Strategically positioned between India and Central Asia, Jammu and Kashmir was the Crown Jewel of the Indian Princely States. The Maharaja ruled over its mountainous territories in the stated interest of the Imperial Government "for ever, in independent possession." J&K issued stamps in 1866 (the second state to do so after Junagadh or Soruth) and these stand out because of their bold designs and brilliant colors: especially the J&K Circulars (SG 1-49;Sc1-5,24-50) and "Old Rectangulars" (SG 52-101;Sc6-23,62-73). This state has the reputation of being difficult to collect because of numerous forgeries and reprints. Actually, neither are too difficult: almost any circular stamp on thin, flimsy wove paper is a forgery; and all reprints are in oil color, printed more clearly than genuine oil colors and often on thinner and more shiny papers.
To determine the status of a doubtful item we need information on three topics:
A. PAPER. The local or native paper of the early issues is usually sturdy, brownish and has apparently laid lines which are however irregular and neither straight nor equidistant from each other as in the European laid varieties.
B. COLOR. The earliest issues are printed in water colors which are usually brilliant and shiny and stand out in lumps on the surface of the papers. Oil color sinks into the paper leaving a dullish flat surface; and is visible on the back of the stamp. Oils are smudgy and clearly printed copies are almost always reprints. The experiments with oils of 1877-78 are of great philatelic interest because they produced some of the rarest stamps in existence.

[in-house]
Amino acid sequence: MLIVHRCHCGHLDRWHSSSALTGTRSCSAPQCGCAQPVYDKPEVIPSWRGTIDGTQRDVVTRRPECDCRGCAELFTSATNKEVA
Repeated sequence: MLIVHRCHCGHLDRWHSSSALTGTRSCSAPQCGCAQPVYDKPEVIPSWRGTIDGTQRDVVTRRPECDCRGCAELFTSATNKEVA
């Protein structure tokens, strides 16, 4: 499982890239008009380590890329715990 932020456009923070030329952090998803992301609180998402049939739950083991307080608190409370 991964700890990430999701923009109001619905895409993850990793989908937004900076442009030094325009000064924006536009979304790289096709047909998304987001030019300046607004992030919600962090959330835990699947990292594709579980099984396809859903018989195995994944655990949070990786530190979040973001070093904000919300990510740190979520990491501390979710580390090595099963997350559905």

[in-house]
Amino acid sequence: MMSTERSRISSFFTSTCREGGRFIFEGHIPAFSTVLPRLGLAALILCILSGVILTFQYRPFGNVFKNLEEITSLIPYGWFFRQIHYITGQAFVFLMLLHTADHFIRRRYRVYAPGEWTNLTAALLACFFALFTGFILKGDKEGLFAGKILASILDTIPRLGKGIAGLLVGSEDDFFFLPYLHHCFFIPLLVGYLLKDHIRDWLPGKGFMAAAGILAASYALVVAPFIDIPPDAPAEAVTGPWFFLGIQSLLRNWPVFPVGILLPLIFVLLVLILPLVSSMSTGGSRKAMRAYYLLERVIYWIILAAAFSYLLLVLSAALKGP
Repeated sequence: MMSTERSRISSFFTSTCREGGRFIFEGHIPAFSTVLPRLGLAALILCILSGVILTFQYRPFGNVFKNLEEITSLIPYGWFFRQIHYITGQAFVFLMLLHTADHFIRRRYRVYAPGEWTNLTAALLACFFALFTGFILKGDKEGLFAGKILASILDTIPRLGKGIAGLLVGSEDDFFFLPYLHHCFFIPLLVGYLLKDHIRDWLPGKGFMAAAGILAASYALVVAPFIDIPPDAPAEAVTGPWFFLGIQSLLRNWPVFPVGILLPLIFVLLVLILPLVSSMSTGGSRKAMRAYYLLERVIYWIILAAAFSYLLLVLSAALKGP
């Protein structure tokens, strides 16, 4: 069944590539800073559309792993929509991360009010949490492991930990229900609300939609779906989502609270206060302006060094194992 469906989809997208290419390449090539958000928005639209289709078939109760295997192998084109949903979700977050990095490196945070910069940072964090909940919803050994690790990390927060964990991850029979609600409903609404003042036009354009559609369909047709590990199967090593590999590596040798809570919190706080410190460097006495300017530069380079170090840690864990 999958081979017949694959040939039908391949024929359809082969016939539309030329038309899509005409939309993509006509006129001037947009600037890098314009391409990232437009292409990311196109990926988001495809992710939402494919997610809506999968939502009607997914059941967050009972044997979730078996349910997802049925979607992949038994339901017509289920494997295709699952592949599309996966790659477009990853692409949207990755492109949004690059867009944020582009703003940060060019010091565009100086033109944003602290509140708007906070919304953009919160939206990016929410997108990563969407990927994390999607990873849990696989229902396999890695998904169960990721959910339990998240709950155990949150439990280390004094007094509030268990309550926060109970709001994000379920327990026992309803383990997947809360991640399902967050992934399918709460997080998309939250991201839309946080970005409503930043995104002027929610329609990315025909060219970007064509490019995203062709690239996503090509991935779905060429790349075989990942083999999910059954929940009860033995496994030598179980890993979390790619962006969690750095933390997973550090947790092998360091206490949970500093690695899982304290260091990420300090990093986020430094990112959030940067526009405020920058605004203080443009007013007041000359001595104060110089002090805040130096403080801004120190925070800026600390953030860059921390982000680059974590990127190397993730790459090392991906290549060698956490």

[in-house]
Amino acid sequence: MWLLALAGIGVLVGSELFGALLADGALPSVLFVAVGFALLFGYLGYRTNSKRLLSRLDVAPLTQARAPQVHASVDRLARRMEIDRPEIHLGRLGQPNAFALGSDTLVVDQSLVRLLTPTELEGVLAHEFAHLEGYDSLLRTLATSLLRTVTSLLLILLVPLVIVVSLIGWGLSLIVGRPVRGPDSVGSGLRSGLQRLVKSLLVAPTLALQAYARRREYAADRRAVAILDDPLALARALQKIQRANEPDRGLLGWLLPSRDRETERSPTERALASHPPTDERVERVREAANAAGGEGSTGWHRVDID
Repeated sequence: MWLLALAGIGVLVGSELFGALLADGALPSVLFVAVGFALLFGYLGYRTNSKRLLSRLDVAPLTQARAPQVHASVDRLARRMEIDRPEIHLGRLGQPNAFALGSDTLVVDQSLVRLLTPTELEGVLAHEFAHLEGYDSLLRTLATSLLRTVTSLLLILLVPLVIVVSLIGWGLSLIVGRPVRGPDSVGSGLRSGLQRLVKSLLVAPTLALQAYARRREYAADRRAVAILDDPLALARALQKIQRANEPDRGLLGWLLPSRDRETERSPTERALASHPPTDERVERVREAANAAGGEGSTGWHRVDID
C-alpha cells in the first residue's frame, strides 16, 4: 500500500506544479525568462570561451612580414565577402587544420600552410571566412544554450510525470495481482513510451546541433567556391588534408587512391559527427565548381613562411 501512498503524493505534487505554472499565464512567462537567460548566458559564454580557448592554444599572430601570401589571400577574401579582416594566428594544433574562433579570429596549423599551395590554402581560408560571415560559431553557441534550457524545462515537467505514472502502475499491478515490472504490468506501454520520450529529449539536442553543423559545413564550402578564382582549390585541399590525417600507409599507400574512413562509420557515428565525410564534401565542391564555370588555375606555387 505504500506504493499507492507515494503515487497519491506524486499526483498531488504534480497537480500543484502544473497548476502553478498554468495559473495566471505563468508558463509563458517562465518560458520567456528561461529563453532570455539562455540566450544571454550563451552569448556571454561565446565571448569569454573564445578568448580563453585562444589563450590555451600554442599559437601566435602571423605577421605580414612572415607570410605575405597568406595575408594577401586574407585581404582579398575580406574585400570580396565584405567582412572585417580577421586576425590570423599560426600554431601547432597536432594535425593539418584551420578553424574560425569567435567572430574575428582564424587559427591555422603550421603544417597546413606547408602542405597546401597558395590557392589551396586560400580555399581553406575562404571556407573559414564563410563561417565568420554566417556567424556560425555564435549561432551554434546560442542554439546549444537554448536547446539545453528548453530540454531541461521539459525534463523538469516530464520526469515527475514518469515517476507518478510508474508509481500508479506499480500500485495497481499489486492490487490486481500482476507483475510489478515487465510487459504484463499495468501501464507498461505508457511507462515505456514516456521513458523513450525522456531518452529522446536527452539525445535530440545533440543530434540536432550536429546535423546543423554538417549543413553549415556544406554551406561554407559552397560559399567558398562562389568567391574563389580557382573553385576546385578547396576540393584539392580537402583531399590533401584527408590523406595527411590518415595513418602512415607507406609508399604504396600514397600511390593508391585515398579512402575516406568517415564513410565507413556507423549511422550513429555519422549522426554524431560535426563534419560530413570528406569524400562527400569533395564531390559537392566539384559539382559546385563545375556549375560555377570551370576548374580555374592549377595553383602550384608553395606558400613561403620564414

C. DESIGN. Each of the three circular types differs in one distinctive feature from the classical "Missing Dies" that make up the majority of forgeries: see the three illustrations below:
Though the Maharaja of Jammu and Kashmir was a Hindu, he is never portrayed on any of the stamps which use calligraphy in Dogri (the classical language of Jammu) and Persian in deference to the Muslim majority of the population. In fact, Maharaja Ranbir Singh (1829-1885) introduced the postal service because merchants had asked for it. The first great collector of the J&K stamps was Sir David Masson, a prominent banker from Lahore who wrote a handbook in 1900 as did Sefi and Mortimer in 1937 and Staal in 1983.
References: Masson, D.P. (1900-01), The Stamps of Jammu and Kashmir, I. Calcutta: New School Book Press. II. Lahore: Civil and Military Gazette Press, Sefi, A.J. and Mortimer, C.H. (1937), The Stamps of Jammu and Kashmir, London: Sefi, Pemberton & Co